b. Esther Mae Washington, 23rd December 1935, Galveston, Texas, U.S.A.
d. 7th August 1984, Harbor - UCLA Medical Center, Torrance, California, U.S.A.
Esther Phillips hailed from Galveston in Texas.
Her parents were Lucille Green and Arthur Washington.
She began singing in church as a young child.
When her parents divorced, she spent time between her father in Houston and her mother in the Watts area of Los Angeles.
esther phillips with some members of the johnny otis orchestra
She was originally noticed by, vibes man and bandleader, Johnny Otis and joined his revue in 1949.
She was originally known as Little Esther.
double crossin blues b/w ain't nothin' shakin' / far away blues b/w wedding boogie - 1950
Esther recorded two number 1 R & B singles for the Savoy imprint, 'Double Crossing Blues' and 'Mistrustin' Blues'.
In 1951, Little Esther moved from Savoy to Federal after a dispute over royalties.
the deacon moves in b/w other lips, other arms / i'm a bad, bad girl b/w don't make a fool out of me - 1951
Esther remained with Federal for a time, then relocated to Decca in 1953, returning to Savoy between 1956-1959.
After the band's demise, Esther turned to drugs (mainly heroin), which took over her life for a long while.
Relocating to Houston, to live with her father, Esther wasn't to return to recording until the following decade.
melody lane - 1956 / release me! - 1963 / and i love him - 1965 / esther phillips sings - 1966
She signed for the Lenox Label in 1960.
That year she recorded the song 'Release Me', a song that was later to become a number one hit for the crooner Englebert Humperdink.
A parent album was released entitled 'Release Me! - Reflections Of Country And Western Greats' for Lenox in 1963.
Lenox then folded that year.
Esther then signed to Atlantic Records and began to diversify in styles.
Too old to be called Little Esther, she re-christened herself Esther Phillips, choosing her last name from a nearby Phillips gas station.
A good example was a reworking of the John Lennon / Paul McCartney song, 'And I Love Him', a performance showcased on the television show 'Around The Beatles'.
the country side of esther phillips - 1966 / live at freddie jett's pied piper l.a. - 1970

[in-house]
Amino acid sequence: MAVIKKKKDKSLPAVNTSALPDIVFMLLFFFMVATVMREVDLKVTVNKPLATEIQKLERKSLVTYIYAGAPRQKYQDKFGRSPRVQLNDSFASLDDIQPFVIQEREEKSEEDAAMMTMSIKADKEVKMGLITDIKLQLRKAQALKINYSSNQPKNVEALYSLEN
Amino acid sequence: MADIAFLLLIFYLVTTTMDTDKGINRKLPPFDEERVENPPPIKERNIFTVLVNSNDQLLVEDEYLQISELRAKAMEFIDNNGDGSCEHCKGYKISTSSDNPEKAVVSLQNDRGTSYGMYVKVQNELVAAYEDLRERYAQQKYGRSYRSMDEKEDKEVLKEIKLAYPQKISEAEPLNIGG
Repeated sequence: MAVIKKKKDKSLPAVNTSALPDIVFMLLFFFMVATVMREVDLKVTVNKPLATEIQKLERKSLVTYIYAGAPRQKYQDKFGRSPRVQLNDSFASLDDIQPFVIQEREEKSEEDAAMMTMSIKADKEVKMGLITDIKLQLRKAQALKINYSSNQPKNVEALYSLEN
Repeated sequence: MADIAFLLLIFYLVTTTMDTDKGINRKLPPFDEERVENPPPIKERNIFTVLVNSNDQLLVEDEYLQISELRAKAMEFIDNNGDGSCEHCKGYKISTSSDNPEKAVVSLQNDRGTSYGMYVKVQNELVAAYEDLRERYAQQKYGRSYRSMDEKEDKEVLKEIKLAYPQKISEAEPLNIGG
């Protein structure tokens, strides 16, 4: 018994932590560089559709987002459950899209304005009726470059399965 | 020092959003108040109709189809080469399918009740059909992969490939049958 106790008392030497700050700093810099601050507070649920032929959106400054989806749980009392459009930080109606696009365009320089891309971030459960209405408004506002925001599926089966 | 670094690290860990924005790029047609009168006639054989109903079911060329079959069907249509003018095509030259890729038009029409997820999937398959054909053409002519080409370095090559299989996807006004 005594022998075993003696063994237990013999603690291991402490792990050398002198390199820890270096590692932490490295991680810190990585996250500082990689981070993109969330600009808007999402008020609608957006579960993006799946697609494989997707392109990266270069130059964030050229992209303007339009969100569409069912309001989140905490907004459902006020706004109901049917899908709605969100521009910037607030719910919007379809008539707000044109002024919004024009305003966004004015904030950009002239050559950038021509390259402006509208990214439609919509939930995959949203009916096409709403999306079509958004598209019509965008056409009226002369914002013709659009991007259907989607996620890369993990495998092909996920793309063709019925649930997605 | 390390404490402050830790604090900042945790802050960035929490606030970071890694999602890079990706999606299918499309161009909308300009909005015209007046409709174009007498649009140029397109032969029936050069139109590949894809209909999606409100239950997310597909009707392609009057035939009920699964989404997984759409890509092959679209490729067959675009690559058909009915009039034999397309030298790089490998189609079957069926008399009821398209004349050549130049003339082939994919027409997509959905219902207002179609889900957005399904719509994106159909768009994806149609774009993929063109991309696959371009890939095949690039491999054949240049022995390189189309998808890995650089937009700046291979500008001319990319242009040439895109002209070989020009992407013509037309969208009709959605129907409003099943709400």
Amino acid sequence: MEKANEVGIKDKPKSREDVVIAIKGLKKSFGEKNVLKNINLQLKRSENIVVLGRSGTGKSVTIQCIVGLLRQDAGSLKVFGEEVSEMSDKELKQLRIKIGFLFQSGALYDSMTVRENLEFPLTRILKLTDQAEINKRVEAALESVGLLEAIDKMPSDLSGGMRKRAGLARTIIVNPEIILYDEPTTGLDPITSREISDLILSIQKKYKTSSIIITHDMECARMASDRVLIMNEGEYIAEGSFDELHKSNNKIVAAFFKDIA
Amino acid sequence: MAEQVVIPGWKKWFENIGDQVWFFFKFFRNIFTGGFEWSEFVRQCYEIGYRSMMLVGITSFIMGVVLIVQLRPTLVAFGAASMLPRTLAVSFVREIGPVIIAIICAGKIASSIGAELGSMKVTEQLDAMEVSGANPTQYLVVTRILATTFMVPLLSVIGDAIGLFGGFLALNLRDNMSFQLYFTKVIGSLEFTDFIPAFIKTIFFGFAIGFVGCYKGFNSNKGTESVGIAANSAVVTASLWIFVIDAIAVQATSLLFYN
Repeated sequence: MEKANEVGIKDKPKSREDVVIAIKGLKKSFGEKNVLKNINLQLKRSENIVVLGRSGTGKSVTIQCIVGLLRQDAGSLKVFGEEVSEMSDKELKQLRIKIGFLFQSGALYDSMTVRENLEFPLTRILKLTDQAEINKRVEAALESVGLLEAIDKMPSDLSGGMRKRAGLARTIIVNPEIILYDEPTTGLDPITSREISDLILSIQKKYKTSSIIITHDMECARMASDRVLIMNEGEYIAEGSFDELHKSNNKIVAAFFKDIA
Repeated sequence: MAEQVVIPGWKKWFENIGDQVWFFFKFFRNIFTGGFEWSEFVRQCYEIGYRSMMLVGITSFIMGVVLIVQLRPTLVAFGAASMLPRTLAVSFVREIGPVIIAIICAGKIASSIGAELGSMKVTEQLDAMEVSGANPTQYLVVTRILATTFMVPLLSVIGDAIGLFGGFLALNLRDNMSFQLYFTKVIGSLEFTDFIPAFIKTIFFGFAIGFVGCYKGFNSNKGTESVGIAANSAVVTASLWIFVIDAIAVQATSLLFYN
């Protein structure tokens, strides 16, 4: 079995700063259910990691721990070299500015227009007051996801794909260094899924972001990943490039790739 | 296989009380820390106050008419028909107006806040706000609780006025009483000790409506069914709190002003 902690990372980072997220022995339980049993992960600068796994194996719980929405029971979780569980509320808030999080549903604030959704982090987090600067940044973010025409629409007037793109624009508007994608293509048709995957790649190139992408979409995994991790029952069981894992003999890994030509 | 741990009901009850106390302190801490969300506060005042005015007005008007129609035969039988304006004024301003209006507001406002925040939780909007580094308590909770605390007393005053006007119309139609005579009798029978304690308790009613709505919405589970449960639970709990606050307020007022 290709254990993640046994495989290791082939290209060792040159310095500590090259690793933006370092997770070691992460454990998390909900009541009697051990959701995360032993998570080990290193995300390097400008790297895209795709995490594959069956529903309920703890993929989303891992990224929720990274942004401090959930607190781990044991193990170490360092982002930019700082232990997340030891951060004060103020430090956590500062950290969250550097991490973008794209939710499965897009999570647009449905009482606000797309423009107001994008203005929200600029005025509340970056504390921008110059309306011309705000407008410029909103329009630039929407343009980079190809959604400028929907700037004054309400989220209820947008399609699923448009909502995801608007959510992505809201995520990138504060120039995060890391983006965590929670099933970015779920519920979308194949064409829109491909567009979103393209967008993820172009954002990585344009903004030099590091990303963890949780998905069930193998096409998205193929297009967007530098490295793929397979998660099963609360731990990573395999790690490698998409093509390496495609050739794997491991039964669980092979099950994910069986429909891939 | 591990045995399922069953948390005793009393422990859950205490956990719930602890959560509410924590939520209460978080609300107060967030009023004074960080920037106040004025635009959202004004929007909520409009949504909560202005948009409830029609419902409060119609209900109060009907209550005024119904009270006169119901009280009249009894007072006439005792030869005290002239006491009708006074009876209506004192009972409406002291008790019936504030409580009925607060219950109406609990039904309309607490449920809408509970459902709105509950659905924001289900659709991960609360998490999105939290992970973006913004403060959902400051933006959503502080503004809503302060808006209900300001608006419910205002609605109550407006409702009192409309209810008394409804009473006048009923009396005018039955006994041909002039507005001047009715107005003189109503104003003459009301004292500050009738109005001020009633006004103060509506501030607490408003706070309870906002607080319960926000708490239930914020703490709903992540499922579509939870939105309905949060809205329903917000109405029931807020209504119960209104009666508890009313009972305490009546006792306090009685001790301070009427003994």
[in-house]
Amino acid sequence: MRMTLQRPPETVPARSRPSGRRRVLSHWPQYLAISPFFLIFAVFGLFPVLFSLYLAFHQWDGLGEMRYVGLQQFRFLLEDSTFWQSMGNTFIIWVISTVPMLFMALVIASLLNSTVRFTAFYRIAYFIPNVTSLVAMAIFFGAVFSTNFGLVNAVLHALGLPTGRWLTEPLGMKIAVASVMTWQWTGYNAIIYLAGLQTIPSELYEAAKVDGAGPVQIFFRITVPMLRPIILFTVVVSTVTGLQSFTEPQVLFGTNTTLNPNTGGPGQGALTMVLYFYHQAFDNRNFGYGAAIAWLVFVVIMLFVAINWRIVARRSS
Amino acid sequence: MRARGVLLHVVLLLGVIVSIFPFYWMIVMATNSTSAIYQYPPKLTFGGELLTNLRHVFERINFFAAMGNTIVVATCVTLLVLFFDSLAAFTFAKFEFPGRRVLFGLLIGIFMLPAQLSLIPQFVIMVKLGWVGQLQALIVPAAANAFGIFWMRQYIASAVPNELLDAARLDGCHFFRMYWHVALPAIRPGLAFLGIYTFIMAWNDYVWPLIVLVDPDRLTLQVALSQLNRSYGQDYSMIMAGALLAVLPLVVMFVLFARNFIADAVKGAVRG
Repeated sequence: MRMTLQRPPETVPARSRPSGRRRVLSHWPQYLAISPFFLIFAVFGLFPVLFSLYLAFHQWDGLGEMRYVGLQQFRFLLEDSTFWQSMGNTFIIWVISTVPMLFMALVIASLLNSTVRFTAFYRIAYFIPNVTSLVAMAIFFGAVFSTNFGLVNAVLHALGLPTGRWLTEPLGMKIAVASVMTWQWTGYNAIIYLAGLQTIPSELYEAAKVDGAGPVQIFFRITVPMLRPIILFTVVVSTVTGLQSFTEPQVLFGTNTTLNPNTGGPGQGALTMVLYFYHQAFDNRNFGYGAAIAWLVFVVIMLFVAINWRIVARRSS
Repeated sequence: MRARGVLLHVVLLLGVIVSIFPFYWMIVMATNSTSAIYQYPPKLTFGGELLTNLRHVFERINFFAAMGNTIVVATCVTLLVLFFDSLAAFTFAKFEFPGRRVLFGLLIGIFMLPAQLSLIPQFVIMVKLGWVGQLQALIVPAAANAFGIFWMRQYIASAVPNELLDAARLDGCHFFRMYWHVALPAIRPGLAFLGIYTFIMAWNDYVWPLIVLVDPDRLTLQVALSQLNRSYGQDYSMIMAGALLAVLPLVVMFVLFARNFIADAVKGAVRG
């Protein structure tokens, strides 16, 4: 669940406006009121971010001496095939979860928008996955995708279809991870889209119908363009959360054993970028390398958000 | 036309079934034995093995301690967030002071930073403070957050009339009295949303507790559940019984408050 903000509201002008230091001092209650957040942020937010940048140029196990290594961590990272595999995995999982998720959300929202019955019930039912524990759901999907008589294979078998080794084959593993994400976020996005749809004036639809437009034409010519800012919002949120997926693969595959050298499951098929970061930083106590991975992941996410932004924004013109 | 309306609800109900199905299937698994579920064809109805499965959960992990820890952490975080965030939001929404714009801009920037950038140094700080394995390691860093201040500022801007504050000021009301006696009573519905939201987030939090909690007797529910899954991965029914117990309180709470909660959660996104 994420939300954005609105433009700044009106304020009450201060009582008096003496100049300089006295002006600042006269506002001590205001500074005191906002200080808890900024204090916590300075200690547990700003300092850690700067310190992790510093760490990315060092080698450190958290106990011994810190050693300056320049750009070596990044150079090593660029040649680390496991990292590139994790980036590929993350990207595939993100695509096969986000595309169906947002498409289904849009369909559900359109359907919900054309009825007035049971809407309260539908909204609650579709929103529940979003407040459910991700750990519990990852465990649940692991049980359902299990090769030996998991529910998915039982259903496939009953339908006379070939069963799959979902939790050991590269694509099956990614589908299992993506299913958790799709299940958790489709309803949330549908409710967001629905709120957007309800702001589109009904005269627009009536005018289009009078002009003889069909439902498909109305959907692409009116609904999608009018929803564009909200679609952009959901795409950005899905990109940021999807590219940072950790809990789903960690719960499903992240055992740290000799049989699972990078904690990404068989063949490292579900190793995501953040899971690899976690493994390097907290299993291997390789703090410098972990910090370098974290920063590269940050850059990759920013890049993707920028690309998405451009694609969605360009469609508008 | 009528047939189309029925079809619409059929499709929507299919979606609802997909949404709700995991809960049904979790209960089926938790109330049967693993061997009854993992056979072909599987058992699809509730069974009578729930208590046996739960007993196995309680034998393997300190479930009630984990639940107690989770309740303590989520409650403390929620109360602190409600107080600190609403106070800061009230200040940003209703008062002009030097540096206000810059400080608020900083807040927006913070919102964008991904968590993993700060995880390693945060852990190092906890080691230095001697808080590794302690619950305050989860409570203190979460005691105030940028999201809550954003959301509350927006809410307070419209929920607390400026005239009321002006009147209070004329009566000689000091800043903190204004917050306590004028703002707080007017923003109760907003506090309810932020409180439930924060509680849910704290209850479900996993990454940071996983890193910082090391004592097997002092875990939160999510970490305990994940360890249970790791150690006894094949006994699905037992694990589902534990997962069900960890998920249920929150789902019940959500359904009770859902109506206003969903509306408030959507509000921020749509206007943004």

In 1966 she recorded, 'When A Woman Loves A Man' (an answer to Percy Sledge's classic 'When A Man Loves A Woman'), and collaborated with the Dixie Flyers, a Criteria studio house band.
With her addiction worsening, Esther checked into a rehab facility.
While undergoing treatment, she recorded some sides for the Roulette imprint in 1969.
from a whisper to a scream - 1971 / alone again, naturally - 1972 / black eyed blues - 1973 / performance - 1974
Esther signed to Kudu Records in 1971, where she recorded 'Home Is Where The Hatred Is', a Gil Scott-Heron composition and reflected an almost autobiographical message regarding her drugs addiction.
She also recorded the albums 'From A Whisper To A Scream' (containing the Scott Heron song), in 1974, and 'Alone Again Naturally'.
esther phillips with joe beck - 1975 / capricorn princess - 1976 / for all we know - 1976 / we've come a long way - 1977
Her largest international hit came in 1975, with the Grover / Adams penned, 'What A Diff'rence A Day Makes', which reached the U.S. Top 20 and the U.K. Top 10.
Esther signed to Mercury in 1979 and recorded 'You've Come A Long Way Baby' and 'All About Esther Phillips' (which contained her version of the Odyssey song 'Native New Yorker').
all about love - 1978 / esther phillips - 1978 / here's esther...are you ready? - 1979 / a good black is hard to crack - 1981
In 1981, Esther released 'A Good Black Is Hard To Crack' on Mercury.
Her last R & B chart single was 1983's 'Turn Me Out,' a one-off for the small Winning label.
Ill health sadly took Esther from us on the 7th of August 1984, and she died of Laennec's cirrhosis of the liver.
Esther's burial was on the 14th of August at Lincoln Cemetery, Compton, California.